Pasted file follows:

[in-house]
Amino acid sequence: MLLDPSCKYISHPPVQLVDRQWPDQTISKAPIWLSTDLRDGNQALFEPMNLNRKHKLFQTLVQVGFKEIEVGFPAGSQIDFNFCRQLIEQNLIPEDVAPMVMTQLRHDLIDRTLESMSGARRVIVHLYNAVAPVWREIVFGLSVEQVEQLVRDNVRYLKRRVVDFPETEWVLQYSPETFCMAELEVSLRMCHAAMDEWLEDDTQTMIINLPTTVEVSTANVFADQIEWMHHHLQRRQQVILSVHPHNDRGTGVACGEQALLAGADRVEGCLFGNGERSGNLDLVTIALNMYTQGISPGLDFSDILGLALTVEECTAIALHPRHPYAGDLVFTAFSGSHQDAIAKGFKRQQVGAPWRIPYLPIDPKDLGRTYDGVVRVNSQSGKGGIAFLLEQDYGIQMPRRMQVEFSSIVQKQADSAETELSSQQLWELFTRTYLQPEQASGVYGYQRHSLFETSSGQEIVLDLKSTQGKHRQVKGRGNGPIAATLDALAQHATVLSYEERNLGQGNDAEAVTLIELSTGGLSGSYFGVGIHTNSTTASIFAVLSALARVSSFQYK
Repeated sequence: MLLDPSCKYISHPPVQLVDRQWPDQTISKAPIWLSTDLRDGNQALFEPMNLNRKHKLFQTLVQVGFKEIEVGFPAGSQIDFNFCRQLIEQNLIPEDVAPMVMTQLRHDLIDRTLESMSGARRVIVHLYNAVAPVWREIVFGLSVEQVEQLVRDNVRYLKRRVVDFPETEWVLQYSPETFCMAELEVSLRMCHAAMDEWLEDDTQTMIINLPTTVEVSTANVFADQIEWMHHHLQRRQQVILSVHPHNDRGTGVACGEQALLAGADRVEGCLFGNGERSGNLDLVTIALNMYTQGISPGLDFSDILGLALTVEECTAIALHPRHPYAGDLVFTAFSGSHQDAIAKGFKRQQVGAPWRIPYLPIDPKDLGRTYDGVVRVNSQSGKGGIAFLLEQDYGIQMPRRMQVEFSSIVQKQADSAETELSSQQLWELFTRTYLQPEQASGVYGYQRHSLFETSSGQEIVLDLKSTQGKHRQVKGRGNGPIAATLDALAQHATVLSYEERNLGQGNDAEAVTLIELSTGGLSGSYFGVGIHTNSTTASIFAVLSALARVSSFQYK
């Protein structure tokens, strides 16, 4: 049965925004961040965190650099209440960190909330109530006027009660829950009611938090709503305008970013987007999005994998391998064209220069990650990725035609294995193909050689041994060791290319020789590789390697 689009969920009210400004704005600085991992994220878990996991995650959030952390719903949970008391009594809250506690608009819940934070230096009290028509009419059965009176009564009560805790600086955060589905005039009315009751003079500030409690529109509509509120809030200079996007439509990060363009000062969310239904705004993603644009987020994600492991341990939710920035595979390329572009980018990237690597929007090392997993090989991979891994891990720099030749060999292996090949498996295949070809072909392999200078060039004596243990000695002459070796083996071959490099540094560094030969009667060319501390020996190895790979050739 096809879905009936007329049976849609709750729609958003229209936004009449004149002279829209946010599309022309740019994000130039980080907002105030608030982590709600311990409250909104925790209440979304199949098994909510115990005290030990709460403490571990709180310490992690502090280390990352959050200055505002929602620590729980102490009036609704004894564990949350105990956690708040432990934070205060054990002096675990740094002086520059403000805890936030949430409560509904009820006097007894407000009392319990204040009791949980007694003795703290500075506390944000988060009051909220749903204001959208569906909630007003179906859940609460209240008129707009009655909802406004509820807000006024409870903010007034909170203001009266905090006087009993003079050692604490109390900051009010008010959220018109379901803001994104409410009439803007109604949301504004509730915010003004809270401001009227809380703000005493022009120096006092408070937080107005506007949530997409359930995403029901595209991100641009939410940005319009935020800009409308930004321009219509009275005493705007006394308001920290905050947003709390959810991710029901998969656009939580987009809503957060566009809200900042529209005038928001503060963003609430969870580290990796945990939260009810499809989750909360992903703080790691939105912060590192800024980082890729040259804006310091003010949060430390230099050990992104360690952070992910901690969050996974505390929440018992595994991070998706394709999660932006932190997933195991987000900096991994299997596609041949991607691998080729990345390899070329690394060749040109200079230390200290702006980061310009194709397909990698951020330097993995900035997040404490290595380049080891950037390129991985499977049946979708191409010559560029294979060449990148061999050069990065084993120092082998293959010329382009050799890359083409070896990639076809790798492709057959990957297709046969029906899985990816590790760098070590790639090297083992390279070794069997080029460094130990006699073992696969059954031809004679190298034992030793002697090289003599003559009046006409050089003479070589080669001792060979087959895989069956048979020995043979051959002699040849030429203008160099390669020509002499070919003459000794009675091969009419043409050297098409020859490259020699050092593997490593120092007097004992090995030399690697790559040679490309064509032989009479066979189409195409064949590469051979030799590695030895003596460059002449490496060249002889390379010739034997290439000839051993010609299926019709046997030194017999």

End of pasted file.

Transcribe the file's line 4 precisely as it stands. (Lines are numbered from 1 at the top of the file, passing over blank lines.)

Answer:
């Protein structure tokens, strides 16, 4: 049965925004961040965190650099209440960190909330109530006027009660829950009611938090709503305008970013987007999005994998391998064209220069990650990725035609294995193909050689041994060791290319020789590789390697 689009969920009210400004704005600085991992994220878990996991995650959030952390719903949970008391009594809250506690608009819940934070230096009290028509009419059965009176009564009560805790600086955060589905005039009315009751003079500030409690529109509509509120809030200079996007439509990060363009000062969310239904705004993603644009987020994600492991341990939710920035595979390329572009980018990237690597929007090392997993090989991979891994891990720099030749060999292996090949498996295949070809072909392999200078060039004596243990000695002459070796083996071959490099540094560094030969009667060319501390020996190895790979050739 096809879905009936007329049976849609709750729609958003229209936004009449004149002279829209946010599309022309740019994000130039980080907002105030608030982590709600311990409250909104925790209440979304199949098994909510115990005290030990709460403490571990709180310490992690502090280390990352959050200055505002929602620590729980102490009036609704004894564990949350105990956690708040432990934070205060054990002096675990740094002086520059403000805890936030949430409560509904009820006097007894407000009392319990204040009791949980007694003795703290500075506390944000988060009051909220749903204001959208569906909630007003179906859940609460209240008129707009009655909802406004509820807000006024409870903010007034909170203001009266905090006087009993003079050692604490109390900051009010008010959220018109379901803001994104409410009439803007109604949301504004509730915010003004809270401001009227809380703000005493022009120096006092408070937080107005506007949530997409359930995403029901595209991100641009939410940005319009935020800009409308930004321009219509009275005493705007006394308001920290905050947003709390959810991710029901998969656009939580987009809503957060566009809200900042529209005038928001503060963003609430969870580290990796945990939260009810499809989750909360992903703080790691939105912060590192800024980082890729040259804006310091003010949060430390230099050990992104360690952070992910901690969050996974505390929440018992595994991070998706394709999660932006932190997933195991987000900096991994299997596609041949991607691998080729990345390899070329690394060749040109200079230390200290702006980061310009194709397909990698951020330097993995900035997040404490290595380049080891950037390129991985499977049946979708191409010559560029294979060449990148061999050069990065084993120092082998293959010329382009050799890359083409070896990639076809790798492709057959990957297709046969029906899985990816590790760098070590790639090297083992390279070794069997080029460094130990006699073992696969059954031809004679190298034992030793002697090289003599003559009046006409050089003479070589080669001792060979087959895989069956048979020995043979051959002699040849030429203008160099390669020509002499070919003459000794009675091969009419043409050297098409020859490259020699050092593997490593120092007097004992090995030399690697790559040679490309064509032989009479066979189409195409064949590469051979030799590695030895003596460059002449490496060249002889390379010739034997290439000839051993010609299926019709046997030194017999």